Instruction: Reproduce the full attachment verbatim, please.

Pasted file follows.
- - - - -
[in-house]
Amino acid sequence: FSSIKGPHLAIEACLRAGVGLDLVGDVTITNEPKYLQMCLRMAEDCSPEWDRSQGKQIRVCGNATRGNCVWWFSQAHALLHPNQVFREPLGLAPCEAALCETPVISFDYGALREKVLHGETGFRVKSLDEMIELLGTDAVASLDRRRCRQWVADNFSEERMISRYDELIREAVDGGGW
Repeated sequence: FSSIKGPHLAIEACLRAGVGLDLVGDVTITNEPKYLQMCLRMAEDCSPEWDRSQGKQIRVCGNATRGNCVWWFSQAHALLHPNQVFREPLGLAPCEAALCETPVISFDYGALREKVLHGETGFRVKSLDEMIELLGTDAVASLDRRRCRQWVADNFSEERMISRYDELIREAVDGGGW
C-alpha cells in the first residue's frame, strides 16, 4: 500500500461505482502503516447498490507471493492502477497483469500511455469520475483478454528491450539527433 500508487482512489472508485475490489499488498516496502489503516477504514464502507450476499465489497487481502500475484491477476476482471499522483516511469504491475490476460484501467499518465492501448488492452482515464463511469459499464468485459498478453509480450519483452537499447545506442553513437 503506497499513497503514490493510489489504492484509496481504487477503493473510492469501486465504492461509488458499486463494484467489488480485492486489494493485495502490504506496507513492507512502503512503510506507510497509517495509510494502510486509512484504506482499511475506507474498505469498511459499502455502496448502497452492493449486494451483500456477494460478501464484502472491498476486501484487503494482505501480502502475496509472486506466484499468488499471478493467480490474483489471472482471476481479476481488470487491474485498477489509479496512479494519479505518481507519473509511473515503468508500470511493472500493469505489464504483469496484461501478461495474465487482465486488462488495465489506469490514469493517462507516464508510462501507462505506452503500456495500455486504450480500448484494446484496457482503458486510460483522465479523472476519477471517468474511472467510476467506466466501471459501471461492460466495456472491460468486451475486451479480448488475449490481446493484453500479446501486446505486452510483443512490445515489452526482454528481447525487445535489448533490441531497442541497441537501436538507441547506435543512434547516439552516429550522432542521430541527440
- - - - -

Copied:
[in-house]
Amino acid sequence: FSSIKGPHLAIEACLRAGVGLDLVGDVTITNEPKYLQMCLRMAEDCSPEWDRSQGKQIRVCGNATRGNCVWWFSQAHALLHPNQVFREPLGLAPCEAALCETPVISFDYGALREKVLHGETGFRVKSLDEMIELLGTDAVASLDRRRCRQWVADNFSEERMISRYDELIREAVDGGGW
Repeated sequence: FSSIKGPHLAIEACLRAGVGLDLVGDVTITNEPKYLQMCLRMAEDCSPEWDRSQGKQIRVCGNATRGNCVWWFSQAHALLHPNQVFREPLGLAPCEAALCETPVISFDYGALREKVLHGETGFRVKSLDEMIELLGTDAVASLDRRRCRQWVADNFSEERMISRYDELIREAVDGGGW
C-alpha cells in the first residue's frame, strides 16, 4: 500500500461505482502503516447498490507471493492502477497483469500511455469520475483478454528491450539527433 500508487482512489472508485475490489499488498516496502489503516477504514464502507450476499465489497487481502500475484491477476476482471499522483516511469504491475490476460484501467499518465492501448488492452482515464463511469459499464468485459498478453509480450519483452537499447545506442553513437 503506497499513497503514490493510489489504492484509496481504487477503493473510492469501486465504492461509488458499486463494484467489488480485492486489494493485495502490504506496507513492507512502503512503510506507510497509517495509510494502510486509512484504506482499511475506507474498505469498511459499502455502496448502497452492493449486494451483500456477494460478501464484502472491498476486501484487503494482505501480502502475496509472486506466484499468488499471478493467480490474483489471472482471476481479476481488470487491474485498477489509479496512479494519479505518481507519473509511473515503468508500470511493472500493469505489464504483469496484461501478461495474465487482465486488462488495465489506469490514469493517462507516464508510462501507462505506452503500456495500455486504450480500448484494446484496457482503458486510460483522465479523472476519477471517468474511472467510476467506466466501471459501471461492460466495456472491460468486451475486451479480448488475449490481446493484453500479446501486446505486452510483443512490445515489452526482454528481447525487445535489448533490441531497442541497441537501436538507441547506435543512434547516439552516429550522432542521430541527440